Hello all! I’ve finally found a few minutes to clickity-clack away on my keyboard while my bouncy baby boy Matthew coos away under his jungle gym. The past 8 weeks have been a whirlwind of exciting milestones, emotions and sleepless nights. Part of this journey has been breastfeeding and colic. Horrible, gassy, screaming, make mommy-want-to-cry colic. The dietitian and (formerly) mom-on-the-brink of insanity in me was excited finding solutions to this exhausting predicament and wanted to share.
Initially I had some difficulty with breast-feeding at the hospital. The kid would not stay awake long enough get anything at the breast and had problems latching. The lactation consultants at the hospital were amazing, and I strongly recommend taking full advantage of them if they are available where you deliver. My milk came in around day 3, and aside from the sleepiness issue, things were smooth sailing. That is, until week 3.
At week 3, feedings suddenly turned into a screaming battle. Getting my little one to stay at the breast longer than a couple minutes was a task. He would gasp, swallow air, tug on the breast, and have horrendous difficulty passing gas and getting up his gnarly burps. The crying spells seemed endless. All the articles I read stated colic most commonly occurs at night, but this was all day long. I was seriously concerned and mentally and physically exhausted. Seeing him suffer was ripping me up inside. My pediatrician had recommended Gripe Water containing ginger and fennel. After trying it for a couple of weeks I realized it was giving him horrendous diaper rash. We stopped and it cleared right up. I cut out all dairy and switched to almond milk. I avoided cruciferous vegetables. No difference. Finally after one intense day of son and mommy crying, I took him back into the pediatrician for help.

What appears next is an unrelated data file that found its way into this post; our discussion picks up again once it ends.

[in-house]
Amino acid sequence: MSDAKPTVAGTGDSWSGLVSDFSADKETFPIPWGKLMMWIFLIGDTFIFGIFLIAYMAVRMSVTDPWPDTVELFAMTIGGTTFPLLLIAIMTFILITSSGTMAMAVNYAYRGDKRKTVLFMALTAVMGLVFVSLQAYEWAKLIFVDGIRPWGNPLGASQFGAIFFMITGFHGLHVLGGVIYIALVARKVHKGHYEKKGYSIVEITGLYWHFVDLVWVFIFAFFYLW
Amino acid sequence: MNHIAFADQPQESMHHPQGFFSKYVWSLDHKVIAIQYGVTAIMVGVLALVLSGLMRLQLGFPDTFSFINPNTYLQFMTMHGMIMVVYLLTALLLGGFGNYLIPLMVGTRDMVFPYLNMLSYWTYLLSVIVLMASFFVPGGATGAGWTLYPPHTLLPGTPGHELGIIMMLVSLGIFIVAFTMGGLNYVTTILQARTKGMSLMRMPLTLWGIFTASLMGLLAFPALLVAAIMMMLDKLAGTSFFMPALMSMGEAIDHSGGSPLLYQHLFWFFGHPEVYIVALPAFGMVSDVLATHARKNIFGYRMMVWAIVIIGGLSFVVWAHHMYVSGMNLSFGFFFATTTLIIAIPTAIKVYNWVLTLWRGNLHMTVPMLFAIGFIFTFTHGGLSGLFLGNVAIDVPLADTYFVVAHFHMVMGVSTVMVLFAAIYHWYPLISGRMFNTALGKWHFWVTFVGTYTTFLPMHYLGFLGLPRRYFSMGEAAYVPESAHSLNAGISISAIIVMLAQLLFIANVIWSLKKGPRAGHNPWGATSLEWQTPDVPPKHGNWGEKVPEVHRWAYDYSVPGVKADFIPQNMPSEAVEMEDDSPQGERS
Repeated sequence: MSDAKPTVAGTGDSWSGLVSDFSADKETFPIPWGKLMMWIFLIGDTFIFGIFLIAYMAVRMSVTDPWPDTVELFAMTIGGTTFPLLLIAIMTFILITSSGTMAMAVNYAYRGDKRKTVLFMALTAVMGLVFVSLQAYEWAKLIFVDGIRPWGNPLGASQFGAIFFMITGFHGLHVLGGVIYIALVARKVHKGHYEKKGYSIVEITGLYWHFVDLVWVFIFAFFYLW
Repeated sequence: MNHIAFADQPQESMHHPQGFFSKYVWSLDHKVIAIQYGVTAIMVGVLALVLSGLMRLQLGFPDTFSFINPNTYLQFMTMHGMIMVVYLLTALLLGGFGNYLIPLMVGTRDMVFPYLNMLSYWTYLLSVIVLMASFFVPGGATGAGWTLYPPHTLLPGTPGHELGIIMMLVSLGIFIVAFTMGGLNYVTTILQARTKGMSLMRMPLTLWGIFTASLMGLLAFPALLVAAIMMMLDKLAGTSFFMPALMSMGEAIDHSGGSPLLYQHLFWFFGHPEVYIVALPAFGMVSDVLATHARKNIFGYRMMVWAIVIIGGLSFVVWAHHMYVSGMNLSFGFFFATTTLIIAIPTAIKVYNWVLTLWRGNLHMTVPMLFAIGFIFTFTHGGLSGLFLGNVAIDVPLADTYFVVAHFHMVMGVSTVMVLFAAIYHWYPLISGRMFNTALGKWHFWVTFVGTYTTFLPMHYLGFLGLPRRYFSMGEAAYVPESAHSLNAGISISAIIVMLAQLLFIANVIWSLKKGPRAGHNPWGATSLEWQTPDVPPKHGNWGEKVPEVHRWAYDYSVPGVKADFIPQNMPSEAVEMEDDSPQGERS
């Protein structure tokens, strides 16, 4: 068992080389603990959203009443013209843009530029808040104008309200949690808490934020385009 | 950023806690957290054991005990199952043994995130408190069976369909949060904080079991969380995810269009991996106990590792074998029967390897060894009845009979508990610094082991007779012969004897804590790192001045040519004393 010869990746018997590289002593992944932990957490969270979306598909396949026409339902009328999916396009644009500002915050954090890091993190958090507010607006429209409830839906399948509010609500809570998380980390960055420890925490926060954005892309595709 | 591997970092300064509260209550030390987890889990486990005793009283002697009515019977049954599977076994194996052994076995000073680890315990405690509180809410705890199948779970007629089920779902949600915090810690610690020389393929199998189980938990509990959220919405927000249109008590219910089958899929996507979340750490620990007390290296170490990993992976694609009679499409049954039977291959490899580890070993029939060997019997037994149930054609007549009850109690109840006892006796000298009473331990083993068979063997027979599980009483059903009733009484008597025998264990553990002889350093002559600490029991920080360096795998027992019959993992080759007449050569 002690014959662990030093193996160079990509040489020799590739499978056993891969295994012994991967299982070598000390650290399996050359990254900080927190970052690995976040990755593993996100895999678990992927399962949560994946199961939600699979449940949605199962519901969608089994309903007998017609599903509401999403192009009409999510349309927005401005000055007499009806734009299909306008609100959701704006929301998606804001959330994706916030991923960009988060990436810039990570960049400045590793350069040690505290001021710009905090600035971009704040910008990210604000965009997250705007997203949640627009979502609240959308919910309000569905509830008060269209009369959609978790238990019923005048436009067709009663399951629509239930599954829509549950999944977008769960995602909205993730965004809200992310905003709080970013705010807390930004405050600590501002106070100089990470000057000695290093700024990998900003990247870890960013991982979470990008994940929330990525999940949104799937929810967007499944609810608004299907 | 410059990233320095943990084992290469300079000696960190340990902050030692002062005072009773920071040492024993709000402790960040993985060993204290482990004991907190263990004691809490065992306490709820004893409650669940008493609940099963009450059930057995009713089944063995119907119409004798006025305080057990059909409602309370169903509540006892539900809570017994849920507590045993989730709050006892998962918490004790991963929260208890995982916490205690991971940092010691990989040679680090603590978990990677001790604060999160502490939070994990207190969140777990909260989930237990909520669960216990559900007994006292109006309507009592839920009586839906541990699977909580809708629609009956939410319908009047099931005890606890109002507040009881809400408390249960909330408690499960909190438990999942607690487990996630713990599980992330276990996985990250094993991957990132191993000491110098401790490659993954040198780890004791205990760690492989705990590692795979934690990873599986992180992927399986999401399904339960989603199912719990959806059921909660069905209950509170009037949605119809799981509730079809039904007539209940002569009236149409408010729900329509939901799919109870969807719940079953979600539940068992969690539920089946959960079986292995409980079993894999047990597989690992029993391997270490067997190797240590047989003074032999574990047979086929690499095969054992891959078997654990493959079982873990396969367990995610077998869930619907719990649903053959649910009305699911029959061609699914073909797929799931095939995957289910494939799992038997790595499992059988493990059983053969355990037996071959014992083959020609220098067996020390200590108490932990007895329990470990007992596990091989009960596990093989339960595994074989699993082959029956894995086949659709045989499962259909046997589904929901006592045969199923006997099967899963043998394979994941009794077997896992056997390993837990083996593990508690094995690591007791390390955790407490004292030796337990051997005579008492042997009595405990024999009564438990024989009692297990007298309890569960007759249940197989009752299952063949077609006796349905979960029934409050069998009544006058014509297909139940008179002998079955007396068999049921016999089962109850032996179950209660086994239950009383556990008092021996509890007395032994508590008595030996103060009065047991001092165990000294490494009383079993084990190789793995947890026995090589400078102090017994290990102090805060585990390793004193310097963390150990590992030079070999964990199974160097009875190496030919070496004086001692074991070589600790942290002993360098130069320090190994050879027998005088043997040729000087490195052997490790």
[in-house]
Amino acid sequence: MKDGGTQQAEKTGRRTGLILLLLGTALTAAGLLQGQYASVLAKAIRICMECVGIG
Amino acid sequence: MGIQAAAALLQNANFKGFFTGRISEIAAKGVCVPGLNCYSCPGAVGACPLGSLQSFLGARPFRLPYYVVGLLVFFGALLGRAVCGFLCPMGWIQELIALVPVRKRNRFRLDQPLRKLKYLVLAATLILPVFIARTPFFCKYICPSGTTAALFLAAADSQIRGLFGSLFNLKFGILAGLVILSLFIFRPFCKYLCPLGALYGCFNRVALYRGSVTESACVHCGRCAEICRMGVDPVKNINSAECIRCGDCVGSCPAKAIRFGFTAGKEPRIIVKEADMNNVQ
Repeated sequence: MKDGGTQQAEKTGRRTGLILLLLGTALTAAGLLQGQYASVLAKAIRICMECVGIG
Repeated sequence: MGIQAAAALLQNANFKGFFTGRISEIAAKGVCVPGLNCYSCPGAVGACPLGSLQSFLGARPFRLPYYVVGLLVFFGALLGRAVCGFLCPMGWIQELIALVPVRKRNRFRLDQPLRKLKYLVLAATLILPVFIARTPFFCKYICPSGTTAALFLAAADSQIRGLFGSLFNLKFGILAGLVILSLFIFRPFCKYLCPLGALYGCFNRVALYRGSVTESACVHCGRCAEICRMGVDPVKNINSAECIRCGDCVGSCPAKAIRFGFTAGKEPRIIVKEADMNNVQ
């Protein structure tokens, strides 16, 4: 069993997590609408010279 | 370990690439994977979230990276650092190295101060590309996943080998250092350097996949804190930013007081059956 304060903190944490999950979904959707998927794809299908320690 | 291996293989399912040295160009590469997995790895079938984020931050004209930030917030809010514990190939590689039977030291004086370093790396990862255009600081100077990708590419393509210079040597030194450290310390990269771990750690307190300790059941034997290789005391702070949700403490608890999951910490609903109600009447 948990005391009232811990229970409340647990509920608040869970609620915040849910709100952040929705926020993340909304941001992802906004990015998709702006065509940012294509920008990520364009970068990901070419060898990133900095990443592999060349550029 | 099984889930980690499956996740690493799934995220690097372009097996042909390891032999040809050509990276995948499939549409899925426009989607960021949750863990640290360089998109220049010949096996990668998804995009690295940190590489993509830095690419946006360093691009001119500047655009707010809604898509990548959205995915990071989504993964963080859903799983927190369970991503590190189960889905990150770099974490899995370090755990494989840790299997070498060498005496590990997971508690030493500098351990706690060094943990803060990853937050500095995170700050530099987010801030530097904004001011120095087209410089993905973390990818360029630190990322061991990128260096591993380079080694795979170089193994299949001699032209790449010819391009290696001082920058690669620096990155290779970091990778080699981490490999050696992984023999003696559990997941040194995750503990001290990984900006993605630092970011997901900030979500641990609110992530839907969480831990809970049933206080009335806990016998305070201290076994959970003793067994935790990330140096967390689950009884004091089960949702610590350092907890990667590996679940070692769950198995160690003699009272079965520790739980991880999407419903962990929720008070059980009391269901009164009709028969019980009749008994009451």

I met with the physician assistant there who checked him over and stated he was gaining adequate weight (much to my surprise with the short feedings). We discussed everything that I had already been doing. Then she gave me some additional advice which I later would find was pure gold.
“Try a nipple shield,” she said, to which my reaction was, “huh??”. A nipple shield I thought was most commonly used for latching problems or sore nipples. She explained that it sounded like I had an overactive let-down and he could not keep up at this point, leading to the gasping, gulping of air and thus, the worsening of gas. This theory had crossed mind before and I had tried pumping before each feeding to help, but this did not always work and actually stimulated increased milk production. The silicone nipple shield, however, works in slowing the flow, preventing me from blasting the poor kid. I went to Target afterwards and bought one, Medela brand. On the first try, I was amazed. Matthew was calm, fed for a record-breaking 20 minutes, and did not fuss afterwards. I was stunned but ecstatic. My husband now refers to it as the “bionic nipple.”
If you are having similar feeding problems there are some things to consider before trying a nipple shield. It is meant to be a short-term solution and should be used under the guidance of your pediatrician or lactation specialist. Potential problems include delivering less milk or clogged ducts if used incorrectly. While using, keep an eye on your baby’s weight and number of wet/dirty diapers to make sure he is on track. Clean in hot, soapy water and rinse thoroughly after every use and sanitize once daily.
For us, the shield has been of great help until Matthew grows a bit bigger and can keep up with my supply on his own. The colic is not entirely gone, and there are definitely still crying spells with gas, but they are fewer and much more manageable than before. Another God-send are simethicone drops. We use Little Remedies Gas Relief Drops right before feeding and it makes a difference. We tried the holistic approach with Gripe Water first, but as I mentioned earlier, it just did not work for Matthew.
I hope that any new moms out there who awesomely serve as their angel’s main source of nutrition may come across this and find it somewhat helpful in their journey! Here are a couple of resources to check out:
P.S. — It sadly took me all day to complete this post and most of it was typed with one hand! Tis the life of mothering an 8 week old! 🙂
P.P.S — Is your little one beginning solids? Check out my post on Baby Nutrition.